Safeminds: Toddler Intestine Microbiome and Worry Response
Hint: Could the belly be the culprit behind the struggles of the younger generation riddled with fear, worry and self-doubt? We know the role it plays in autistic behavior. And a certain doctor tried to ask tough questions a couple of decades ago, as you may remember …..
The gut microbiome of infants can contribute to the development of the fear response
Study examines microbiome content in 1-month and 1-year-old infants
The microbiome is the collection of trillions of microorganisms that inhabit the digestive tract. Everyone has a completely unique microbiome, which is made up of a network of microbiota that was originally determined by their DNA.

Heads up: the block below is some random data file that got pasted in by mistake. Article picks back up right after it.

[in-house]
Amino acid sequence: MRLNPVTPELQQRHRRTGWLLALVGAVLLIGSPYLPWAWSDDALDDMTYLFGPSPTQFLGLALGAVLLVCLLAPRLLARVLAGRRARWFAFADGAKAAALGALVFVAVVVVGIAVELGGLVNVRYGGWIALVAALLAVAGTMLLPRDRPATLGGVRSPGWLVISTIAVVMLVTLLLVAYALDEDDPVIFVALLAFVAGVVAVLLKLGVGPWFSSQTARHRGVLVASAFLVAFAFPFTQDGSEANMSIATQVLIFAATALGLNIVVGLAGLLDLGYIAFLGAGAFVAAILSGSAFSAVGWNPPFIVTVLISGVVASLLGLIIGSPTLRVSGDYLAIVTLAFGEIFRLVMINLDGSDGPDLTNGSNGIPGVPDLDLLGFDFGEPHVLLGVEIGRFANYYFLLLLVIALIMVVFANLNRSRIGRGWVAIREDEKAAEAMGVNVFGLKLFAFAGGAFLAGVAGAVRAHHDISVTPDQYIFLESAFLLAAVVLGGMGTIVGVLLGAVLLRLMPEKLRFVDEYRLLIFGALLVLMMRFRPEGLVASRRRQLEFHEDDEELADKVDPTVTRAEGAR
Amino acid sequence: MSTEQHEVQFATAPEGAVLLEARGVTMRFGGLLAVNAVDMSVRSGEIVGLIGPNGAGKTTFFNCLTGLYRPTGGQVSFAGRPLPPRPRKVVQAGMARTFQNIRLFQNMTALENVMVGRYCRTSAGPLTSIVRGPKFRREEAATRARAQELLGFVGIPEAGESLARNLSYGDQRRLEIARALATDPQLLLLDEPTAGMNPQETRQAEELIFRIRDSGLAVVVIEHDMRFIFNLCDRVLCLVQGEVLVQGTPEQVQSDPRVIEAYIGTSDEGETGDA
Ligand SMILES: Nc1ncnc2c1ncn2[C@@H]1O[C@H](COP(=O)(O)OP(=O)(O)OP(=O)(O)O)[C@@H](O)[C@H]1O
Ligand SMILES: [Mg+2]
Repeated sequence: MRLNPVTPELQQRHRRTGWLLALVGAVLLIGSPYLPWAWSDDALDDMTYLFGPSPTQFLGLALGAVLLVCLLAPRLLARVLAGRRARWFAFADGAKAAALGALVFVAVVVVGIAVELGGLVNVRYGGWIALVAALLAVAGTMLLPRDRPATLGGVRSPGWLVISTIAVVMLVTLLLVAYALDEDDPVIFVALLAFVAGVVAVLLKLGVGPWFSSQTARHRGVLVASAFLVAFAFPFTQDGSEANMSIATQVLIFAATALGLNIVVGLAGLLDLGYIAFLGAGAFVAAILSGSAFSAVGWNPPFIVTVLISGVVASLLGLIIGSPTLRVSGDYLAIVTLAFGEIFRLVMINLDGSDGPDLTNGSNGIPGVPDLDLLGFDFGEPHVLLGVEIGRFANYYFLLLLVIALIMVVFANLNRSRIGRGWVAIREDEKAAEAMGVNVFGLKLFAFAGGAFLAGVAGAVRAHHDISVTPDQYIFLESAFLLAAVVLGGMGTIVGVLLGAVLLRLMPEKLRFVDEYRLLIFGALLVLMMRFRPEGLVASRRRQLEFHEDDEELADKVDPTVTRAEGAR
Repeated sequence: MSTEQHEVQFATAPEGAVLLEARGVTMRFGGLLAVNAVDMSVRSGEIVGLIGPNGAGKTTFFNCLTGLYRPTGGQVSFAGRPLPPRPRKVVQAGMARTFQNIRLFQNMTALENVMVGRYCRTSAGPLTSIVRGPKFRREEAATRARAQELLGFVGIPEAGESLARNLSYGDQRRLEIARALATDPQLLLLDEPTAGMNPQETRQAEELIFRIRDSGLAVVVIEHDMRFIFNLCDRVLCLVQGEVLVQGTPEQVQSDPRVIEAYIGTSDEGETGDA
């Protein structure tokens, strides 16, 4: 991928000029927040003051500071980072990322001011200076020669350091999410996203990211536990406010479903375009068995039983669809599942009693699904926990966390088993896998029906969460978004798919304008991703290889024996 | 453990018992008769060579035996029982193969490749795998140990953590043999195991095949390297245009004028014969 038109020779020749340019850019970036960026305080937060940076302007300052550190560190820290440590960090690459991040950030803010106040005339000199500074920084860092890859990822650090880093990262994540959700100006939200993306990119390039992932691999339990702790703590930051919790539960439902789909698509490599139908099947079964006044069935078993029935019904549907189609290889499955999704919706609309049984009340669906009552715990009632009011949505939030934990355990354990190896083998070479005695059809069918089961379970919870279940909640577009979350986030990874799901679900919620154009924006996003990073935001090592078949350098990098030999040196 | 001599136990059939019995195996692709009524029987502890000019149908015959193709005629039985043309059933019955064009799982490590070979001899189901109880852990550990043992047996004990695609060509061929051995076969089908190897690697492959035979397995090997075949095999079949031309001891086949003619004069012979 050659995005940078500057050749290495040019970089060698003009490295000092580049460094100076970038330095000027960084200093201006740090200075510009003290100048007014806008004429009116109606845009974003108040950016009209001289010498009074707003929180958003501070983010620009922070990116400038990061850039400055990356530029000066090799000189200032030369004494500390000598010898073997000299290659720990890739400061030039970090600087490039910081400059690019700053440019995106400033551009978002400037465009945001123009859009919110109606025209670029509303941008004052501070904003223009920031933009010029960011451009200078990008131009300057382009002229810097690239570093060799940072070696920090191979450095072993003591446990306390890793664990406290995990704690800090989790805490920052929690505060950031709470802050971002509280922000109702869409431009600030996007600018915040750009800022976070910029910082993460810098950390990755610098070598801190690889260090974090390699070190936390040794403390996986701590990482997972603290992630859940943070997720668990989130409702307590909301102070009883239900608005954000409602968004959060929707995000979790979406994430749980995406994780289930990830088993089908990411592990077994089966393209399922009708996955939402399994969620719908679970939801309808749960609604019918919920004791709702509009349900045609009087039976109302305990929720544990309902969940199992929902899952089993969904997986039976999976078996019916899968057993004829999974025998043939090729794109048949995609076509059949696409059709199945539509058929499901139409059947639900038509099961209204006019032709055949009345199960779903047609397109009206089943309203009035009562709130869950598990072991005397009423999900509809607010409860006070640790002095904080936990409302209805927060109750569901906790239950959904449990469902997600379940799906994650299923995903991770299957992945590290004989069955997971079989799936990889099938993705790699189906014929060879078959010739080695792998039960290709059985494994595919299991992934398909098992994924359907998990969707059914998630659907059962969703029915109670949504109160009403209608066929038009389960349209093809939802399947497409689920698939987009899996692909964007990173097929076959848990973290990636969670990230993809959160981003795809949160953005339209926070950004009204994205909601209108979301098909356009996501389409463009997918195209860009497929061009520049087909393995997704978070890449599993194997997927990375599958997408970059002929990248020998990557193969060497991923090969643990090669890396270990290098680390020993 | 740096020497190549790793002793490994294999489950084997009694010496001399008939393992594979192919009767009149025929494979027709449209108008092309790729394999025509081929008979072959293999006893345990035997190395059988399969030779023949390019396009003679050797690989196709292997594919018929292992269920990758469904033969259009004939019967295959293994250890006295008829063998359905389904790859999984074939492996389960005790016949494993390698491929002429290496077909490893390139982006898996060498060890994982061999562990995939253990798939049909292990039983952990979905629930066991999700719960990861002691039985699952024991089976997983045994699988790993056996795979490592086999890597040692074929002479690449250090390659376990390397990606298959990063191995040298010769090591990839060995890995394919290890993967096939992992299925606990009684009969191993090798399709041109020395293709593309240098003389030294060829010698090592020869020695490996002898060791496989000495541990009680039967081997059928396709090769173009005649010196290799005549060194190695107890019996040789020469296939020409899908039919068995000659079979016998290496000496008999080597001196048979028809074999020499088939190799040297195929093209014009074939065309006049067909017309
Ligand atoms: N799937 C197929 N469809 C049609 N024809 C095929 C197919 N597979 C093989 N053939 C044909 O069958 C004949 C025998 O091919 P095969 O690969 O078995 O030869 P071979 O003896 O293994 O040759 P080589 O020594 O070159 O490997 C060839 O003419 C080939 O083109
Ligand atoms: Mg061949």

The microbiome is the collection of trillions of microorganisms that inhabit the digestive tract. Everyone has a completely unique microbiome, which is made up of a network of microbiota that was originally determined by their DNA. The microbiome develops rapidly in the first year of life. Previous research has linked human behavior, including fear and anxiety, to the composition of the microbiome. For these reasons, a research team from Michigan State University set out to study the incidence of anxiety responses in infants around 12 months of age and to investigate whether anxiety behavior is influenced by the development and composition of the microbiome. Michigan state researchers theorized that there are critical windows in the development of the brain and nervous system where variations in the composition of the microbiome could affect infant fear behavior and potentially affect the physical structure of the brain areas involved in the Are involved in generating fear. By recruiting a group of 34 infants, the study’s authors rated the microbiome content and volume of key brain regions at 1 month and 12 months of age. At the second survey point, they also examined the infants’ social and non-social anxiety behaviors. The results of the study showed that the composition of the microbiome after 1 year “is significantly associated with increased fear behavior” and that differences in microbial colonization cause differences in fear. The researchers based these results on a task measuring non-social anxiety. They also found that certain qualities of the 1-month microbiome were additionally associated with increased non-social anxiety after 1 year. In addition, this study demonstrated a “suggestive” relationship between the contents of the infant microbiome and the volumes of the amygdala and prefrontal cortex. Although associations between microbiome and variations between individual fear responses were found in the infants, the study’s authors say that it is too early to label specific microbiome contents as good or bad. This is mainly due to differences between individuals and also because some microbes can have positive and negative effects in different contexts.